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Clydesdales/Athenas (200+ lb / 91+ kg) Looking to lose that spare tire? Ideal weight 200+? Frustrated being a large cyclist in a sport geared for the ultra-light? Learn about the bikes and parts that can take the abuse of a heavier cyclist, how to keep your body going while losing the weight, and get support from others who've been successful.

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Old 04-23-07, 09:02 AM   #1
BadMrFrosty
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Weight limit?

Howdy all, I have two questions.

A) for someone who usually rides on paved paths through parks etc would it make sense to buy a Specialized Rockhopper Pro disc vs. a Comp disc? Also, what would you say the weight limit is on the Pro Disc/comp disc. I am a little bit over 300lbs right now, I owned a 06 comp disc until it was stolen and i rode it when i was around 285lbs.

Any advice is greatly appreciated.

thanks,
-Drew
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Old 04-23-07, 10:01 AM   #2
bdinger
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Drew,
I think either bike would be fine for you. And as far as which one you should go with, honestly, they both are great bikes but I don't think you'd notice a huge change in the jump to the pro disc. To be sure, I'd ride both of them and see which you like better ride-wise.

And Specialized makes tough bikes, I have a Hardrock Sport that withstood 700 miles of > 400 pounds of abuse .
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Old 04-23-07, 10:40 AM   #3
andymac
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Few hard tail mountain bike frames would have any problem holding up a big guy riding on paved trails or off sidewalks. 120 pound kids learning to clear the jumps at the local BMX track put the frame through more of a beating than a 300 pound guy riding through a park.(I watched a 12 year old snap the headtube right off his bike a couple weeks ago) It is usually the wheels that represent the weak point with those of us that don't take to the air that often. Both the Rockhoppers have 32 spoke rims and 15 gauge spokes, if the wheels are well built this should not be an issue for the type of riding you have suggested. I prefer 14 gauge 36 spoke wheels personally but I clumsily do jumps and drops while trying to keep my son in sight so I am hard on wheels.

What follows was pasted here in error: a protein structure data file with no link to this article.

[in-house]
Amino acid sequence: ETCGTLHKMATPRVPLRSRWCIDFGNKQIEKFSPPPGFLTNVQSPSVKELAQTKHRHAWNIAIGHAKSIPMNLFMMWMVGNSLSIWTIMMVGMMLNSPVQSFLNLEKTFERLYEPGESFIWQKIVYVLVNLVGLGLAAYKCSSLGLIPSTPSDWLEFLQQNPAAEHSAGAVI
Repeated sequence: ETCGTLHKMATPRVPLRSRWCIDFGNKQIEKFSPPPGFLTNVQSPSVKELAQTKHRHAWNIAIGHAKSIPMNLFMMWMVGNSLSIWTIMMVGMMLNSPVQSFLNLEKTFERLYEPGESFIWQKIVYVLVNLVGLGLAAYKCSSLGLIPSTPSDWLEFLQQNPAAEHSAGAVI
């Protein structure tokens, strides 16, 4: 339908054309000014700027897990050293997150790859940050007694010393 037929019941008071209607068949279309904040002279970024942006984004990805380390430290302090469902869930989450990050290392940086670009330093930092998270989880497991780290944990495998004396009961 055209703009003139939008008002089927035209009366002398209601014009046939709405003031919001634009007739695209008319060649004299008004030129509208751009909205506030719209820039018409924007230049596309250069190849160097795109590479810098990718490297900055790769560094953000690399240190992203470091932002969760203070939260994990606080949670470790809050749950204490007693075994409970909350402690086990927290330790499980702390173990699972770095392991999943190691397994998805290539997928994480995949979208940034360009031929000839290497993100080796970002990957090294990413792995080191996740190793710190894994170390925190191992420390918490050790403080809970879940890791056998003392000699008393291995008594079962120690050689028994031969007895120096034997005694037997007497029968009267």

That said, if you are only riding paved trails it is hard to imagine how either of those bikes is the appropriate choice unless you are considering hitting intermediate level trails at some point in the future. These bikes are both cross country geometry mountain bikes and spec'ed similarily. They are nice bikes but you are paying for the bling factor of a mid range front shock that will be doing little more on a paved trail than making the front of your bike heavy. You will also end up with knobby tires meant for dirt to help slow you up that much more.
If you are a Specialized fan I would suggest that the Cross Trail models are more suited to the paved trail and easy mountain bike trails than either of the Rockhopper models.
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Old 04-23-07, 12:52 PM   #4
fat_bike_nut
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They're mountain bikes. Mountain bikes are designed be really tough. Now if you asked this question about full carbon fiber road bikes, then I'd be concerned. But with mountain bikes, have at 'em, dude.
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Old 04-25-07, 04:12 AM   #5
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There was a clyde here (haven't seen him in awhile) that weighed over 400 lbs. He made a video of himself taking a stock Kona Hoss down a flight of stairs. Impressive.
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Old 04-25-07, 07:48 AM   #6
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There's a guy that lives in my area with a Hoss, and he's probably pushing 350. I've seem him jumping it at our local off-road park once or twice. About the most hilarious and cringe-inducing thing I've seen in my life.
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